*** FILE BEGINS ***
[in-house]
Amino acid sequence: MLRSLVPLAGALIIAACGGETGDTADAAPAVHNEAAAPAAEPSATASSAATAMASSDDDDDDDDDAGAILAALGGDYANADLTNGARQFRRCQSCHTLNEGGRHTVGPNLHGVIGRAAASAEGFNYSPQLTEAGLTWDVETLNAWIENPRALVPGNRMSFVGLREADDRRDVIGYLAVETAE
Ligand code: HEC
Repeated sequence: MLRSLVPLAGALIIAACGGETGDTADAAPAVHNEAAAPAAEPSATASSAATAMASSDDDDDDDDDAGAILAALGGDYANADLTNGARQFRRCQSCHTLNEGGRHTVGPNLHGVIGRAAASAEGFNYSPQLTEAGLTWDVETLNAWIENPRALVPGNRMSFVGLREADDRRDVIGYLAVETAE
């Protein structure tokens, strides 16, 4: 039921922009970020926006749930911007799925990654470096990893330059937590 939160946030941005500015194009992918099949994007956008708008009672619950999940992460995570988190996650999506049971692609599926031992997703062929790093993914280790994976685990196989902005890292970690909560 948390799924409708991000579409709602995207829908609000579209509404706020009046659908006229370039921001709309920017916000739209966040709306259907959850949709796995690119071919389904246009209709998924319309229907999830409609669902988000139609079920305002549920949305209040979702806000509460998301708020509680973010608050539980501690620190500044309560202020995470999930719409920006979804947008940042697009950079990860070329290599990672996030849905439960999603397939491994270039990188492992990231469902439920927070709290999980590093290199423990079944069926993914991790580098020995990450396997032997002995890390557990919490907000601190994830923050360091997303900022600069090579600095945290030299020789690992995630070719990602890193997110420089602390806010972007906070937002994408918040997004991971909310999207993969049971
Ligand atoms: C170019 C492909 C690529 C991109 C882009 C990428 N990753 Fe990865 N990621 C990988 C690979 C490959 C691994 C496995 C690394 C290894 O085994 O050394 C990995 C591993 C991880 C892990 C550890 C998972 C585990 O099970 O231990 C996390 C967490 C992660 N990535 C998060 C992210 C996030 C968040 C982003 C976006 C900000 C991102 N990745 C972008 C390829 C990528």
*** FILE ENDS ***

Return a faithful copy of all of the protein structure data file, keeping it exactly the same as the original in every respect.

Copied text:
[in-house]
Amino acid sequence: MLRSLVPLAGALIIAACGGETGDTADAAPAVHNEAAAPAAEPSATASSAATAMASSDDDDDDDDDAGAILAALGGDYANADLTNGARQFRRCQSCHTLNEGGRHTVGPNLHGVIGRAAASAEGFNYSPQLTEAGLTWDVETLNAWIENPRALVPGNRMSFVGLREADDRRDVIGYLAVETAE
Ligand code: HEC
Repeated sequence: MLRSLVPLAGALIIAACGGETGDTADAAPAVHNEAAAPAAEPSATASSAATAMASSDDDDDDDDDAGAILAALGGDYANADLTNGARQFRRCQSCHTLNEGGRHTVGPNLHGVIGRAAASAEGFNYSPQLTEAGLTWDVETLNAWIENPRALVPGNRMSFVGLREADDRRDVIGYLAVETAE
């Protein structure tokens, strides 16, 4: 039921922009970020926006749930911007799925990654470096990893330059937590 939160946030941005500015194009992918099949994007956008708008009672619950999940992460995570988190996650999506049971692609599926031992997703062929790093993914280790994976685990196989902005890292970690909560 948390799924409708991000579409709602995207829908609000579209509404706020009046659908006229370039921001709309920017916000739209966040709306259907959850949709796995690119071919389904246009209709998924319309229907999830409609669902988000139609079920305002549920949305209040979702806000509460998301708020509680973010608050539980501690620190500044309560202020995470999930719409920006979804947008940042697009950079990860070329290599990672996030849905439960999603397939491994270039990188492992990231469902439920927070709290999980590093290199423990079944069926993914991790580098020995990450396997032997002995890390557990919490907000601190994830923050360091997303900022600069090579600095945290030299020789690992995630070719990602890193997110420089602390806010972007906070937002994408918040997004991971909310999207993969049971
Ligand atoms: C170019 C492909 C690529 C991109 C882009 C990428 N990753 Fe990865 N990621 C990988 C690979 C490959 C691994 C496995 C690394 C290894 O085994 O050394 C990995 C591993 C991880 C892990 C550890 C998972 C585990 O099970 O231990 C996390 C967490 C992660 N990535 C998060 C992210 C996030 C968040 C982003 C976006 C900000 C991102 N990745 C972008 C390829 C990528």